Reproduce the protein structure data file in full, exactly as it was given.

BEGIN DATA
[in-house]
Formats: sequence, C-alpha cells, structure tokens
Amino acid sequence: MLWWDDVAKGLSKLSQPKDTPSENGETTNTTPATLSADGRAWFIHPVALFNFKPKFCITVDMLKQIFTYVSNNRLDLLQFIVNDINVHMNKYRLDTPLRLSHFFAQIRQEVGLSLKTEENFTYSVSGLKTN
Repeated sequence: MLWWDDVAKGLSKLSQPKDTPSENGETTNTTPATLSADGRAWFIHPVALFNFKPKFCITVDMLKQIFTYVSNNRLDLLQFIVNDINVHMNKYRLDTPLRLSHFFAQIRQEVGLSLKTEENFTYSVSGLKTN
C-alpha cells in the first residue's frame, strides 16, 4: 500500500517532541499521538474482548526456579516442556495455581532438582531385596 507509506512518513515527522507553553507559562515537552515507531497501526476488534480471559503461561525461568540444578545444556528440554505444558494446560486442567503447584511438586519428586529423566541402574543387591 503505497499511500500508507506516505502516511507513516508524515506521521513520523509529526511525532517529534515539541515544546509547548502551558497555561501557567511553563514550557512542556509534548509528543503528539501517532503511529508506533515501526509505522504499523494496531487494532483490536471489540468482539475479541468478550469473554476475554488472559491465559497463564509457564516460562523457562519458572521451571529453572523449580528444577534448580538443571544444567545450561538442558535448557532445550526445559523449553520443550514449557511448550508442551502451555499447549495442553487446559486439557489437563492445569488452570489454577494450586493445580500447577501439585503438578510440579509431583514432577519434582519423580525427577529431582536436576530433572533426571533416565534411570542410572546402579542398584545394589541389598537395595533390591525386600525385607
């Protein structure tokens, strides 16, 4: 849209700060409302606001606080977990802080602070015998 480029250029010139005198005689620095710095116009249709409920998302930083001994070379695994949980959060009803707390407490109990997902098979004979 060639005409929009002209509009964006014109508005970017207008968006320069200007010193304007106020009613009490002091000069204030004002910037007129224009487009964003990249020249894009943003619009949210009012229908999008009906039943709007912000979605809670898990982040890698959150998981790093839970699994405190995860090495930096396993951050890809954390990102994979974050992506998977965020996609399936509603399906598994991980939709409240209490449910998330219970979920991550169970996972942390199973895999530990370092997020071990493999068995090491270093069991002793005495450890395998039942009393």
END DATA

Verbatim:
[in-house]
Formats: sequence, C-alpha cells, structure tokens
Amino acid sequence: MLWWDDVAKGLSKLSQPKDTPSENGETTNTTPATLSADGRAWFIHPVALFNFKPKFCITVDMLKQIFTYVSNNRLDLLQFIVNDINVHMNKYRLDTPLRLSHFFAQIRQEVGLSLKTEENFTYSVSGLKTN
Repeated sequence: MLWWDDVAKGLSKLSQPKDTPSENGETTNTTPATLSADGRAWFIHPVALFNFKPKFCITVDMLKQIFTYVSNNRLDLLQFIVNDINVHMNKYRLDTPLRLSHFFAQIRQEVGLSLKTEENFTYSVSGLKTN
C-alpha cells in the first residue's frame, strides 16, 4: 500500500517532541499521538474482548526456579516442556495455581532438582531385596 507509506512518513515527522507553553507559562515537552515507531497501526476488534480471559503461561525461568540444578545444556528440554505444558494446560486442567503447584511438586519428586529423566541402574543387591 503505497499511500500508507506516505502516511507513516508524515506521521513520523509529526511525532517529534515539541515544546509547548502551558497555561501557567511553563514550557512542556509534548509528543503528539501517532503511529508506533515501526509505522504499523494496531487494532483490536471489540468482539475479541468478550469473554476475554488472559491465559497463564509457564516460562523457562519458572521451571529453572523449580528444577534448580538443571544444567545450561538442558535448557532445550526445559523449553520443550514449557511448550508442551502451555499447549495442553487446559486439557489437563492445569488452570489454577494450586493445580500447577501439585503438578510440579509431583514432577519434582519423580525427577529431582536436576530433572533426571533416565534411570542410572546402579542398584545394589541389598537395595533390591525386600525385607
């Protein structure tokens, strides 16, 4: 849209700060409302606001606080977990802080602070015998 480029250029010139005198005689620095710095116009249709409920998302930083001994070379695994949980959060009803707390407490109990997902098979004979 060639005409929009002209509009964006014109508005970017207008968006320069200007010193304007106020009613009490002091000069204030004002910037007129224009487009964003990249020249894009943003619009949210009012229908999008009906039943709007912000979605809670898990982040890698959150998981790093839970699994405190995860090495930096396993951050890809954390990102994979974050992506998977965020996609399936509603399906598994991980939709409240209490449910998330219970979920991550169970996972942390199973895999530990370092997020071990493999068995090491270093069991002793005495450890395998039942009393």